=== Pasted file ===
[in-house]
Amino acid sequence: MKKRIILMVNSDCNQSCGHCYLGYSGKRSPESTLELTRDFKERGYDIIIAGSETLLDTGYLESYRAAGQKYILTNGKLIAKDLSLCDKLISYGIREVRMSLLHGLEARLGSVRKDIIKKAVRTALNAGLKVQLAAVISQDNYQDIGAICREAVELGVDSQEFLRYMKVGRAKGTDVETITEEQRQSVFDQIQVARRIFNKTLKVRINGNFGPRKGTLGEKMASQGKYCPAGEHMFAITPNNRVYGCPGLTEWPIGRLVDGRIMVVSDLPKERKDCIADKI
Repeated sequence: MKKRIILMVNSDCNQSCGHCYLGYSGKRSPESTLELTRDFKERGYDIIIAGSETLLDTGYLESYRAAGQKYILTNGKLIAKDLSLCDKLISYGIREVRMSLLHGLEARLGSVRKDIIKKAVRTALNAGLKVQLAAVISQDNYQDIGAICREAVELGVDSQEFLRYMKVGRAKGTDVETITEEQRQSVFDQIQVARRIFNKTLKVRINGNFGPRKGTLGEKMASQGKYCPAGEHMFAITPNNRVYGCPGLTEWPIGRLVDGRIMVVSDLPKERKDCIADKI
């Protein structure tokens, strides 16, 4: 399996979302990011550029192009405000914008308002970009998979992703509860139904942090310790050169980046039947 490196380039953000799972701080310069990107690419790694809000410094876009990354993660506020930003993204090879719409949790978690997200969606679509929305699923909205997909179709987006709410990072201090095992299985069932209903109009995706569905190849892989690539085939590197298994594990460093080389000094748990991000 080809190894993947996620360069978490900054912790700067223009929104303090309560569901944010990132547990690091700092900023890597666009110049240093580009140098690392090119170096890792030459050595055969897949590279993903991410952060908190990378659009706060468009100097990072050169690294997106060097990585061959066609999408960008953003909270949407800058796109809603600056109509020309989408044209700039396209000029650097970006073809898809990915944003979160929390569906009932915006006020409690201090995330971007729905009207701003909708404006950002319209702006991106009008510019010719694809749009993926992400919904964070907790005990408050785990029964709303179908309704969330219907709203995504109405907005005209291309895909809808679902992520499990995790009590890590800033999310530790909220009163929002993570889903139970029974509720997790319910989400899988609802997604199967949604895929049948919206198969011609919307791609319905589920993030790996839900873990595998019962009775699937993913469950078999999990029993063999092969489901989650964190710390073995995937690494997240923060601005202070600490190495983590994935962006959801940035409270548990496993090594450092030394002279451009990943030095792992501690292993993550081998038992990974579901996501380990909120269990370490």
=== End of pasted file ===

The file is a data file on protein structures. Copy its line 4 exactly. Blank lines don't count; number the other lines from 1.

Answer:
């Protein structure tokens, strides 16, 4: 399996979302990011550029192009405000914008308002970009998979992703509860139904942090310790050169980046039947 490196380039953000799972701080310069990107690419790694809000410094876009990354993660506020930003993204090879719409949790978690997200969606679509929305699923909205997909179709987006709410990072201090095992299985069932209903109009995706569905190849892989690539085939590197298994594990460093080389000094748990991000 080809190894993947996620360069978490900054912790700067223009929104303090309560569901944010990132547990690091700092900023890597666009110049240093580009140098690392090119170096890792030459050595055969897949590279993903991410952060908190990378659009706060468009100097990072050169690294997106060097990585061959066609999408960008953003909270949407800058796109809603600056109509020309989408044209700039396209000029650097970006073809898809990915944003979160929390569906009932915006006020409690201090995330971007729905009207701003909708404006950002319209702006991106009008510019010719694809749009993926992400919904964070907790005990408050785990029964709303179908309704969330219907709203995504109405907005005209291309895909809808679902992520499990995790009590890590800033999310530790909220009163929002993570889903139970029974509720997790319910989400899988609802997604199967949604895929049948919206198969011609919307791609319905589920993030790996839900873990595998019962009775699937993913469950078999999990029993063999092969489901989650964190710390073995995937690494997240923060601005202070600490190495983590994935962006959801940035409270548990496993090594450092030394002279451009990943030095792992501690292993993550081998038992990974579901996501380990909120269990370490």